Emmylou Harris Biography

A Biography of Country Folk Legend Emmylou Harris

John Mellencamp In Concert - Queens, New York
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Emmylou Harris was born on April 2, 1947, in Birmingham, Alabama. She grew up in a military family. Her father, Walter, was a decorated marine pilot who spent several months in a Korean prisoner of war camp. The family bounced around the country because of his service.

Although she was born in Birmingham, Harris spent her childhood in North Carolina and Woodbridge, Virginia, where she graduated from high school as valedictorian.

She then went to the University of North Carolina at Greensboro on a drama scholarship. She began studying music seriously and learned how to play Bob Dylan and Joan Baez songs on the guitar.

Harris dropped out of college and moved to New York City to pursue a music career, working as a waitress and performing on the Greenwich Village circuit. She married songwriter Tom Slocum in 1969 and recorded her first LP, Gliding Bird, in 1970. Shortly after, Harris' label folded and she found out she was pregnant. Harris and Slocum moved to Nashville in hope of hitting it big in the country music scene, but their marriage fell apart. Harris moved back to her parents' farm outside Washington, D.C. to raise her newborn daughter.

The Early Years

Harris continued playing in D.C. and she met several members of the legendary country rock band the Flying Burrito Brothers while performing with a trio at a local bar, and they introduced her to their ex-frontman, Gram Parsons.

Parsons was just beginning his solo career and he was looking for a female artist to sing on his first project, GP. The two hit it off immediately and Harris became Parsons' protégé. She joined him and his backup act, the Fallen Angels, on tour in 1973, then they returned to the studio to begin work on his sophomore release, Grievous Angel.

Tragically, Parsons was found dead of a heart attack induced by drugs and alcohol in a California hotel room that September. The album was released posthumously.

Harris' Country Career

Harris formed her own group after Parsons' death, the Angel Band. She moved to Los Angeles after signing with Reprise Records. Producer Brian Ahern – who would become her husband and produce her next 10 albums – helped Harris release her first major solo debut, Pieces of the Sky, in 1975. The album featured an eclectic mix of covers from The Beatles to Merle Haggard.

Then Harris got a new backup band, the Hot Band. Her second album, 1976's Elite Hotel, spawned the No. 1 hits "Together Again" and "Sweet Dreams." It also earned her a Grammy for Best Female Country Vocal Performance.

This was Harris' big break. She released four more albums by the end of the decade: Luxury Liner, Quarter Moon in a Ten Cent Town, Profile: The Best of Emmylou Harris and Blue Kentucky Girl, which earned her a second Grammy and marked her sixth gold album in a row.

Harris continued to ride the wave through the '80s. Roses in the Snow and Evangeline both went gold. Then several indispensable members of the Hot Band left to embark on solo careers and her marriage to Ahern deteriorated.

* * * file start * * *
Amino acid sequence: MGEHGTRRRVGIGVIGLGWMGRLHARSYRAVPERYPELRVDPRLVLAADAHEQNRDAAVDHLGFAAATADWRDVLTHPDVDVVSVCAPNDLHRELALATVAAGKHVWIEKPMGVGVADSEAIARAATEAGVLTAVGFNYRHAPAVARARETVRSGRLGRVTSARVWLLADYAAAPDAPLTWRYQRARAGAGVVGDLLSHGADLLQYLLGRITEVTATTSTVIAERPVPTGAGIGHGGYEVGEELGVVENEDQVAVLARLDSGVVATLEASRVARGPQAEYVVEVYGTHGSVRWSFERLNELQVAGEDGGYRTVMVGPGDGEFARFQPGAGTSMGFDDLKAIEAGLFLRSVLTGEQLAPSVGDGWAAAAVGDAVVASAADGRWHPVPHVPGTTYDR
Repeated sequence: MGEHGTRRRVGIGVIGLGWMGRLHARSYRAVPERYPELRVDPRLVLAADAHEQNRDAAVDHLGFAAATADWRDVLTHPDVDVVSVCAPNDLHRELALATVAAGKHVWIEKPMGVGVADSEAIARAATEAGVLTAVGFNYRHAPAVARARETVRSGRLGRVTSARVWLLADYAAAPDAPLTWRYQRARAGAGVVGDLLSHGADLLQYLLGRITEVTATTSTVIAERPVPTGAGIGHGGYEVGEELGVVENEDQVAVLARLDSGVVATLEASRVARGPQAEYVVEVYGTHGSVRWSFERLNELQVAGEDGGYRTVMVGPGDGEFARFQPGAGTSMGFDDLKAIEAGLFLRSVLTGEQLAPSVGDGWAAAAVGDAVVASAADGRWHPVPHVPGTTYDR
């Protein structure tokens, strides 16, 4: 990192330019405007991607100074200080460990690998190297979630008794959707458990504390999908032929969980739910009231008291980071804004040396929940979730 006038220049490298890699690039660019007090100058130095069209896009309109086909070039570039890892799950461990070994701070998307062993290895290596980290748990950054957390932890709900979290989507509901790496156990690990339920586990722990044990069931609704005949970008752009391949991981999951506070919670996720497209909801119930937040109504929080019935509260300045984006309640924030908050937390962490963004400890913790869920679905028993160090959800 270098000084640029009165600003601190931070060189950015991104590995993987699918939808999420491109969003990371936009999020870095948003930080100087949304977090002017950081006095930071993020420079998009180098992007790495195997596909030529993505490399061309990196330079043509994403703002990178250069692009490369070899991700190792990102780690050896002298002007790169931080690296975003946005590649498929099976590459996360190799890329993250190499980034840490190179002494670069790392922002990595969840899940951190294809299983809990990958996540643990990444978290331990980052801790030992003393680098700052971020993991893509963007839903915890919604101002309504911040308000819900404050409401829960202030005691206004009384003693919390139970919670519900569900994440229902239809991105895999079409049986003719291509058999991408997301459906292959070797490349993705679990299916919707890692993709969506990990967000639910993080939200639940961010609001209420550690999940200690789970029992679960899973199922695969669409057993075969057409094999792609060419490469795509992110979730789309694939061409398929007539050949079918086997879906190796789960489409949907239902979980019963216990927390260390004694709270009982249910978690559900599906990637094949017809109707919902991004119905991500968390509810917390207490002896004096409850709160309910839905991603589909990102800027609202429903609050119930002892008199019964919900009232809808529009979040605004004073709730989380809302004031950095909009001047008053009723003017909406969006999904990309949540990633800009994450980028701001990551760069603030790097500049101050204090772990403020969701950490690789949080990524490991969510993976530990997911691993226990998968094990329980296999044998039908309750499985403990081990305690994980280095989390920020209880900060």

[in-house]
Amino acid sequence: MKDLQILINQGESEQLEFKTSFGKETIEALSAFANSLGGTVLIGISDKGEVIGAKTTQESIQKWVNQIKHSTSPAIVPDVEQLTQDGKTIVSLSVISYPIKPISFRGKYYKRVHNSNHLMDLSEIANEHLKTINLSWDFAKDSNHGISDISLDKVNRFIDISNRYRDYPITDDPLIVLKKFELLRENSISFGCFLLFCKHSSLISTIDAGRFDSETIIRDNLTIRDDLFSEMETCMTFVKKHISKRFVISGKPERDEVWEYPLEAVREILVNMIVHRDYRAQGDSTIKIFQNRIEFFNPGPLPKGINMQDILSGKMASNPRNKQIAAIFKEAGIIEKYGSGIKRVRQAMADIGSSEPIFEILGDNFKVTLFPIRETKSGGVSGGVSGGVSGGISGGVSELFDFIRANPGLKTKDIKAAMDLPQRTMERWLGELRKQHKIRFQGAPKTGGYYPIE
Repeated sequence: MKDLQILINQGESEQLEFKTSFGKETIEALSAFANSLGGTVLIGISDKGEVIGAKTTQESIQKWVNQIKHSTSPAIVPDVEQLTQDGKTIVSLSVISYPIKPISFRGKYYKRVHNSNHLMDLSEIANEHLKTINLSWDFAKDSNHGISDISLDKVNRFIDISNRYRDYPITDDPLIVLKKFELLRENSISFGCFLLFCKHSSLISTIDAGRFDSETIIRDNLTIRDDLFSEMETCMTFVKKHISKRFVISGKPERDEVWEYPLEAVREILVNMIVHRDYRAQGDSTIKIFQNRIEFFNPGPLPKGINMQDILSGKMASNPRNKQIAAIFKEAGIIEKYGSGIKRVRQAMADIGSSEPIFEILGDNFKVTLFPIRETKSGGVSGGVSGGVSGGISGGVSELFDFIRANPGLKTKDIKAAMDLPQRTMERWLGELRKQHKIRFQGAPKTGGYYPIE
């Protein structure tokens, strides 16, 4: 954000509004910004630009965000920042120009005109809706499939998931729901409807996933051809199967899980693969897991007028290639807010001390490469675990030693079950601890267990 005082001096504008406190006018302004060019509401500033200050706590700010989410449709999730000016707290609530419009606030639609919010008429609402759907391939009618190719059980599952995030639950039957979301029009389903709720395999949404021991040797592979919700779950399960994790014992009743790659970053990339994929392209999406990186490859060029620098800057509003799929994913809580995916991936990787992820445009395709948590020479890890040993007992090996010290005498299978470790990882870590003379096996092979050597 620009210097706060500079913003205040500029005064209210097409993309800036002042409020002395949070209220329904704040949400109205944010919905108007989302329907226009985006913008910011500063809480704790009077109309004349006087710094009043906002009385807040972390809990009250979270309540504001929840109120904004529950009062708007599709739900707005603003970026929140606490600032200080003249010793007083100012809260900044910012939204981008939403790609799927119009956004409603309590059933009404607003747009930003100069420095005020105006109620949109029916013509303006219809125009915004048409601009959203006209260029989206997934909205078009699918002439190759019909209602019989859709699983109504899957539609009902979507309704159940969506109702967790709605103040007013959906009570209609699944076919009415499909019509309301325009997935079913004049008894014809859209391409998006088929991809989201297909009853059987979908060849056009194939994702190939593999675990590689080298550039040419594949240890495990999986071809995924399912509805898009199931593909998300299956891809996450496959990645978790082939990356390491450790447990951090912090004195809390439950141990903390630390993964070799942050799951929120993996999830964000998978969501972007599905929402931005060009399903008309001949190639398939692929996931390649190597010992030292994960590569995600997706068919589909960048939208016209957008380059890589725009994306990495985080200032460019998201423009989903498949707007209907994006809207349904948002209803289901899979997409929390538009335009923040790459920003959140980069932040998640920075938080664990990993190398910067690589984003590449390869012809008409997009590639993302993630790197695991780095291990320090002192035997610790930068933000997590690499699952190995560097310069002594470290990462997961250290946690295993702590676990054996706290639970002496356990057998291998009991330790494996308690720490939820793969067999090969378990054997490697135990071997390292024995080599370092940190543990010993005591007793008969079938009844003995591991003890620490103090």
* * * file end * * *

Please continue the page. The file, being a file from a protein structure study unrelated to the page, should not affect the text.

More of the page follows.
Her follow up albums, CimarronWhite Shoes and the live album, Last Date, weren't nearly as successful as her previous works. Harris and Ahern divorced in 1983 and Harris found herself back in Nashville.

She released The Ballad of Sally Rose, a semi-autobiographical work, in 1985, with the help of singer-songwriter Paul Kennerley. The album was more of a critical than a commercial success. Many critics viewed it as a pivotal moment in Harris' career. Her unique musical style combining pop, folk and the blues now sounded noticeably more countrified.

Harris and Kennerley wed in 1985. Two more solo albums, Thirteen and The Angel Band, followed, and in 1987 she recorded Trio with fellow fixtures Dolly Parton and Linda Ronstadt. The album has since sold more than four million copies worldwide.

Harris began the '90s on a good note with the releases of Brand New DanceDuets and At the Ryman, her second live album in which she was joined by a new backup band, the Nash Ramblers.

Her marriage to Kennerley ended in 1993. Cowgirl's Prayer and Songs of the West followed in 1993 and 1994, and they were typical of Harris' sound.

But she decided to change things up with 1995's Wrecking Ball. It's noted as one of her most experimental albums to date and has an atmospheric feel. The album was a massive critical success, earned her a Grammy for Best Contemporary Folk Album, and proved that Harris is no country elder.

She followed Wrecking Ball with the live album Spyboy and with Trio II, her second collab with Parton and Ronstadt. Then she released Western Wall: The Tucson Sessions, also with Ronstadt. Harris tapped into a brand new fan base by touring with the all-female Lilith Fair music festival.

Today

Harris released Red Dirt Girl in 2000, her first album of original work in five years. Stumble into Grace followed in 2003. She released Heartaches & Highways: The Very Best of Emmylou Harris in 2005, then 2011 marked the release of Hard Bargain, a tribute album to Parsons. She released Old Yellow Moon in 2013a duets album with former bandmate Rodney Crowell. It won the pair a Grammy for Best Americana Album.

Harris had won 13 Grammy Awards as of 2013 and three CMA awards. She was inducted into the Grand Ole Opry in 1992 and the Country Music Hall of Fame in 2008.

Popular Songs:

  • "This Is Us"
  • "If I Needed You"
  • "Two More Bottles of Wine"
  • "Red Dirt Girl"
  • "If This Is Goodbye"
  • "Boulder to Birmingham"
  • "Pancho and Lefty"

Recommended Albums:

  • Heartaches & Highways: The Very Best of Emmylou Harris (2005)
  • Trio (1987)
  • All the Roadrunning (2006)
  • Hard Bargain (2011)
  • Red Dirt Girl (2000)
  • Luxury Liner (1977)
  • Pieces of the Sky (1975)